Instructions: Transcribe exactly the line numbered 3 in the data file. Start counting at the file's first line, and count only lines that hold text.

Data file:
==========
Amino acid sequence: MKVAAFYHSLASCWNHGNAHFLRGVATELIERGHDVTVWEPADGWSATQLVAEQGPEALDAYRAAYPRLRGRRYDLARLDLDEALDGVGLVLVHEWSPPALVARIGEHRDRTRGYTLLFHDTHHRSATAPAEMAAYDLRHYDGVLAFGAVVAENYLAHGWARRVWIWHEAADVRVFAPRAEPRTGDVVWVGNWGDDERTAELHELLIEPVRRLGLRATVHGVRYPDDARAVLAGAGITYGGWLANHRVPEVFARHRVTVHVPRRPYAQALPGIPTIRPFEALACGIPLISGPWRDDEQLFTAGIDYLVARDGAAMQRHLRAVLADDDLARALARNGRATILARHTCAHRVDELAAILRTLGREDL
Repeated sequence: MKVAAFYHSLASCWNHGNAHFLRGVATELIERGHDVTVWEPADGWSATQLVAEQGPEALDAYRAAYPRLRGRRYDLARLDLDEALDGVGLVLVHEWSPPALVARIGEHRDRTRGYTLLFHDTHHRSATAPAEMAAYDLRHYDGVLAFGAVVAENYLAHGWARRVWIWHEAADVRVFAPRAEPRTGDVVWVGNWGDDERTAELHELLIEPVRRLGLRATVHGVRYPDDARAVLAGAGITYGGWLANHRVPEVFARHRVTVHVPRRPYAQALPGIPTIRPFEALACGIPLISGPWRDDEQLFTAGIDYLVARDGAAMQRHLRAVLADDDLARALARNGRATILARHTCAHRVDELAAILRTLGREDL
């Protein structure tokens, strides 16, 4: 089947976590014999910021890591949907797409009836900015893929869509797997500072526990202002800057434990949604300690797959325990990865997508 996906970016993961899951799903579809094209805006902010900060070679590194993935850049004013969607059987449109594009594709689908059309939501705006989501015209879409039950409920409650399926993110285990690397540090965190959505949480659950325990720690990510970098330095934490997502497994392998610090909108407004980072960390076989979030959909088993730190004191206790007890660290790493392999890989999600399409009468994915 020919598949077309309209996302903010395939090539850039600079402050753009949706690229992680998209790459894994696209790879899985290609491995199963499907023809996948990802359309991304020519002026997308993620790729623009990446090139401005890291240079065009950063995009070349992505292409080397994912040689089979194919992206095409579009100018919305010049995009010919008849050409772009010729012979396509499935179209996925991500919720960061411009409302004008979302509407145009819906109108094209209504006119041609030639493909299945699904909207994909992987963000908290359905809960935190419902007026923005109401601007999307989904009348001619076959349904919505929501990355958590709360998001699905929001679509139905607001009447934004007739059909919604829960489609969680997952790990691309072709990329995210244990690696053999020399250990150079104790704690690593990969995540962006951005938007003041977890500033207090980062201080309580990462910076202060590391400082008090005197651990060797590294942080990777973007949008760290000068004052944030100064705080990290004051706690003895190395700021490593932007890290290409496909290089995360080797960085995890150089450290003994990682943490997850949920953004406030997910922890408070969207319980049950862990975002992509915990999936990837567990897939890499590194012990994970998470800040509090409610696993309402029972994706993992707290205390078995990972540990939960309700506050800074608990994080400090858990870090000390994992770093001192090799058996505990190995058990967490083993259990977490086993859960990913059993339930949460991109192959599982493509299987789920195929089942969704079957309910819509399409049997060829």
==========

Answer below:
């Protein structure tokens, strides 16, 4: 089947976590014999910021890591949907797409009836900015893929869509797997500072526990202002800057434990949604300690797959325990990865997508 996906970016993961899951799903579809094209805006902010900060070679590194993935850049004013969607059987449109594009594709689908059309939501705006989501015209879409039950409920409650399926993110285990690397540090965190959505949480659950325990720690990510970098330095934490997502497994392998610090909108407004980072960390076989979030959909088993730190004191206790007890660290790493392999890989999600399409009468994915 020919598949077309309209996302903010395939090539850039600079402050753009949706690229992680998209790459894994696209790879899985290609491995199963499907023809996948990802359309991304020519002026997308993620790729623009990446090139401005890291240079065009950063995009070349992505292409080397994912040689089979194919992206095409579009100018919305010049995009010919008849050409772009010729012979396509499935179209996925991500919720960061411009409302004008979302509407145009819906109108094209209504006119041609030639493909299945699904909207994909992987963000908290359905809960935190419902007026923005109401601007999307989904009348001619076959349904919505929501990355958590709360998001699905929001679509139905607001009447934004007739059909919604829960489609969680997952790990691309072709990329995210244990690696053999020399250990150079104790704690690593990969995540962006951005938007003041977890500033207090980062201080309580990462910076202060590391400082008090005197651990060797590294942080990777973007949008760290000068004052944030100064705080990290004051706690003895190395700021490593932007890290290409496909290089995360080797960085995890150089450290003994990682943490997850949920953004406030997910922890408070969207319980049950862990975002992509915990999936990837567990897939890499590194012990994970998470800040509090409610696993309402029972994706993992707290205390078995990972540990939960309700506050800074608990994080400090858990870090000390994992770093001192090799058996505990190995058990967490083993259990977490086993859960990913059993339930949460991109192959599982493509299987789920195929089942969704079957309910819509399409049997060829």